Year 3: Conclude with Applied Reading and Writing, our simple scaffold of tools and strategies that teaches students the classic structures such as compare-contrast or character analysis to develop their mastery of extended writing tasks in all core genres.

We see our three routines as spinning three plates in a balancing act. Get one routine spinning continuously. Then start the second routine and then the third until all three routines continue to spin, their focus and power on improved critical thinking through writing.

A: Over the last 30+ years, we have seen highly effective implementations of our routines in grades K-12 simultaneously. Other equally effective implementations begin with grades K-2, 6-8, or 9-12 and expand to other grades. Where you implement our routines first does not seem to determine its potential success. The key to all successful implementations has been a school or district commitment to follow-through and support the teachers charged with putting our routines into practice.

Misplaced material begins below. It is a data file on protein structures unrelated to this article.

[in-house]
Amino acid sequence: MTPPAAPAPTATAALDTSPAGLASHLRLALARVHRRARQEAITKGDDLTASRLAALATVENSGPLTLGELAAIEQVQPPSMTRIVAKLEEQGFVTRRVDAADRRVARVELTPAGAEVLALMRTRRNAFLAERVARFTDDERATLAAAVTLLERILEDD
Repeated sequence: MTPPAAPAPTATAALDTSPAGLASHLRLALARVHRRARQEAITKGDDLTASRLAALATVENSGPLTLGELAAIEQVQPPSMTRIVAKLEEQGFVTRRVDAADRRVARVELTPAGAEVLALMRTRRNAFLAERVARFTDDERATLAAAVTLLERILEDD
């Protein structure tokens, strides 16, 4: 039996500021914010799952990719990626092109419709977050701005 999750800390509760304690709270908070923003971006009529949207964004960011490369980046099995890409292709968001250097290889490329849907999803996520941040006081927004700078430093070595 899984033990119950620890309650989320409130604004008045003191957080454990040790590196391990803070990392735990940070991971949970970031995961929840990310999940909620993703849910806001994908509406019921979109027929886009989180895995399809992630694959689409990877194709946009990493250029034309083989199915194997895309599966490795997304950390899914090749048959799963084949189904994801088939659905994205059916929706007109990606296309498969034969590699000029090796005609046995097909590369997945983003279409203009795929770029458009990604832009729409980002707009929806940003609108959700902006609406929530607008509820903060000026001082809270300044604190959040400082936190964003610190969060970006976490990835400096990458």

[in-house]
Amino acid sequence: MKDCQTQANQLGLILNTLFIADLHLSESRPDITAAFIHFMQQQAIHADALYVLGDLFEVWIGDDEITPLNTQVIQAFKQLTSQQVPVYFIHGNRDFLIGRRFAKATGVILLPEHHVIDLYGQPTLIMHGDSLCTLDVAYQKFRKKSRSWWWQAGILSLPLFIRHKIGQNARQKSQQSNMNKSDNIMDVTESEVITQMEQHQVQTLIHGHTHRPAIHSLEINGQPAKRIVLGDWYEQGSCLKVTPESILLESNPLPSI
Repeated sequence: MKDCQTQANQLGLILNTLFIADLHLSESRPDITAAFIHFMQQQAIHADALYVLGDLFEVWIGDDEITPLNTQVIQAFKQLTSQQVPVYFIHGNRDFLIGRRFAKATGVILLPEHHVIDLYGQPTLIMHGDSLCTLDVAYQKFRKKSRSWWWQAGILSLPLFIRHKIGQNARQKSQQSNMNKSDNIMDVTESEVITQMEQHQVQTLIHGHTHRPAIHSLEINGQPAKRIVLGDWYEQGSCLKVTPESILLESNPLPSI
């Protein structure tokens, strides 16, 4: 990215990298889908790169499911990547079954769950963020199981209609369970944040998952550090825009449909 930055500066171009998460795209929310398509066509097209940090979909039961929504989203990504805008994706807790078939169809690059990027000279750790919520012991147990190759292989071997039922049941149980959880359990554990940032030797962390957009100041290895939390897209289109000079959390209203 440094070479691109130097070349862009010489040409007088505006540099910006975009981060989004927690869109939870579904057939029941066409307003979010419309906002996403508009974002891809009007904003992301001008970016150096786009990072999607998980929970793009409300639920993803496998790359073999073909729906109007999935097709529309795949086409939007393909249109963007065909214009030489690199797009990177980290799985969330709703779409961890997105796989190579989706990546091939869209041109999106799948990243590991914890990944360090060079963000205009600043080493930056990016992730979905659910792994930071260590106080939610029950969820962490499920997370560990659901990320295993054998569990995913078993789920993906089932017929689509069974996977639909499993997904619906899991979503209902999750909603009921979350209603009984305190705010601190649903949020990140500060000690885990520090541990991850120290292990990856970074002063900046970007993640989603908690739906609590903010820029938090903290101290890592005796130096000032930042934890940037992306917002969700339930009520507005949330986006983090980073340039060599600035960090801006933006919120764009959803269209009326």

Applied Literacy routines have a strong track record of changing a school or district’s writing culture. Permanent change happens when

  • An Applied Literacy trainer partners with building leaders onsite for several professional development events.

Changing a school’s writing culture requires a thoughtful, ongoing plan for supporting teachers.

Best completed by an Applied Literacy trainer

  1. Orienting all teachers to materials and routines
  2. Demonstrating Applied Literacy routines in classrooms while teachers observe